HT: Justin Taylor
For my own part, I tend to find the doctrinal books often more helpful in devotion than the devotional books, and I rather suspect that the same experience may await others.
I believe that many who find that ‘nothing happens’ when they sit down, or kneel down, to a book of devotion, would find that the heart sings unbidden while they are working their way through a tough bit of theology with a pipe in their teeth and a pencil in their hand.
Saturday, January 28, 2012
Thursday, January 26, 2012
Tuesday, January 24, 2012
Global Rich List
A great site to help you see how rich you are in comparison with the rest of the world.
I do not believe one can settle how much we ought to give. I am afraid the only safe rule is to give more than we can spare. In other words, if our expenditure on comforts, luxuries, amusements, etc. is up to the standard common among those with the same income as our own, we are probably giving away too little. If our charities do not at all pinch or hamper us, I should say they are too small. There ought to be things we should like to do and cannot do because our charitable expenditure excludes them.
The less I spent on myself and the more I gave to others, the fuller of happiness and blessing did my soul become.
Principles for Christian Giving (2 Cor. 9)
- Giving is all about investing in what really matters (v. 6)
- Giving should be planned with joy (v. 7)
- Givers rest in God's provision (v. 8-9)
- Givers are made rich in order to be generous (v. 10-11)
- Givers receive back much more than they give (v. 11-15)
Thursday, January 19, 2012
Then, check out a helpful critique of the video by Kevin DeYoung here. There is much to commend in the video, and I think the overall intent is right on. However, there are some things that could be clarified better (as Bethke admits).
What I appreciate about the dialogue between DeYoung and Bethke is their mutual love for Christ, the church, and the Gospel and their desire to sharpen each other. We should all be open to helpful critique from other brothers and sisters in Christ, and if we happen to be the one offering critique, we must remember to "speak the truth in love." Our goal should never be to rip someone apart or win an argument, but to advance the Gospel and love others through the process.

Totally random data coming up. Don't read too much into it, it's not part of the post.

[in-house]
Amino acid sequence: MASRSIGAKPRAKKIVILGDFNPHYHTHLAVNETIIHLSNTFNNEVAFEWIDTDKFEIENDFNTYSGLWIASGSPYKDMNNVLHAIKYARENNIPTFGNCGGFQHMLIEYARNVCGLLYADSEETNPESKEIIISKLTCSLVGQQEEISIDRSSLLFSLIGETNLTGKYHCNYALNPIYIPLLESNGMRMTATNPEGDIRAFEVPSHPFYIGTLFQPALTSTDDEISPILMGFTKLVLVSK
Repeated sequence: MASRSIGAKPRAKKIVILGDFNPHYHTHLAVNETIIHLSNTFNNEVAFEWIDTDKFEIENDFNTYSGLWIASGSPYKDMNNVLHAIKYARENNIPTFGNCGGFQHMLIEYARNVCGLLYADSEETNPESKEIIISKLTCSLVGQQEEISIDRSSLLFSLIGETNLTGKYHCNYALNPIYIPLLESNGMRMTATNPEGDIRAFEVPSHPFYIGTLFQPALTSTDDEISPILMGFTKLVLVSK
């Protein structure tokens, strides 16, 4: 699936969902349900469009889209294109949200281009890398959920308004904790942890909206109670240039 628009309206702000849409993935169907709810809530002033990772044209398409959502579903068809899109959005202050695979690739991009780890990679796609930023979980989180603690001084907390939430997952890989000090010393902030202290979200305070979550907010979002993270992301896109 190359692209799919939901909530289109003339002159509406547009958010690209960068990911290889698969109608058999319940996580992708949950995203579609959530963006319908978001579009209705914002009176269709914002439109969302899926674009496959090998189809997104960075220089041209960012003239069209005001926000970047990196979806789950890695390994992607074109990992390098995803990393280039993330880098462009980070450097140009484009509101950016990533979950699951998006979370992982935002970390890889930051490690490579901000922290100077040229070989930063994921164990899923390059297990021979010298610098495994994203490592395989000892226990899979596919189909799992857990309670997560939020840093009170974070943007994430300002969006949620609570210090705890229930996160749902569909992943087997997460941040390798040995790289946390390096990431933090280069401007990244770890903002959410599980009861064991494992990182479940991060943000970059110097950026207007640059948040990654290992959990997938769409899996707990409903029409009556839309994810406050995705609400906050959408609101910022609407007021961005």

This reminder from John Stott is helpful:
The proper activity of professing Christians who disagree with one another is neither to ignore, nor to conceal, nor even to minimize their differences, but to debate them.
We are “to maintain the truth in love,” being neither truthless in our love, nor loveless in our truth, but holding the two in balance.
Tuesday, January 17, 2012
Here are the 7 Tips:
1. Find a road that leads to Jesus.
In the course of conversation, be thinking of how Jesus intersects with the discussion, because Jesus intersects and touches everything in our culture: sports, music, art, politics. Look for bridges to introduce Jesus into the conversation. It should be just as casually or passionately as you talk about everything else.
2. Donʼt be weird and awkward.
“So...now, Iʼd like to talk with you about Jesus.” If all of a sudden you put on your "Jesus" hat and you are talking to them like a project and not a friend, then you're entering awkward territory. Now, there will be times it becomes awkward because talking about Jesus and sin can be that way, but don't let it be because you are socially weird.
3. Be winsome.
Included in that word is the word “win.” Be “winning” friends and the conversation by being engaging, friendly, and kind. For more on being winsome, check out Soul Winner by Charles Spurgeon.
4. Counter stereotypes and caricatures of Christians.
Many urban, secular folks have a particular caricature of a Christian, which is not very flattering (judgmental, harsh, the “morality police”), although many don’t personally have any Christian friends. Be gracious and talk with them, serve them, and love them.
5. Host an open house.
When my wife and I moved into a new apartment building we hosted an open house for the whole building and went over the top with really good food and wine. Dozens of our neighbors came out and it was the foundation for future gospel-centered conversations.
6. Be honest about your struggles and failings.
We all fall short. We all struggle and fail. The credit has to be given to Jesus in your life. Many non-Christians donʼt want to talk with Christians as they will feel guilty regarding their own problems.
7. Actions also communicate.
Serve your neighbors. Serve your neighborhood. Look for opportunities without being an attention-getter. Your neighbors are watching you and just as James said, faith without works is dead.Read the beginning of the post here.
Wednesday, January 11, 2012
Friday, January 6, 2012
- Kevin DeYoung offers some great biblical reminders during election season.
- A helpful excerpt from Tim Keller's book on marriage called "You Never Marry the Right Person."
- Ed Stetzer's church signs postings always make me laugh/angry/sorry.
- I haven't listened to these yet, but look forward to hearing these messages recently preached by Matt Chandler at Lead 2011.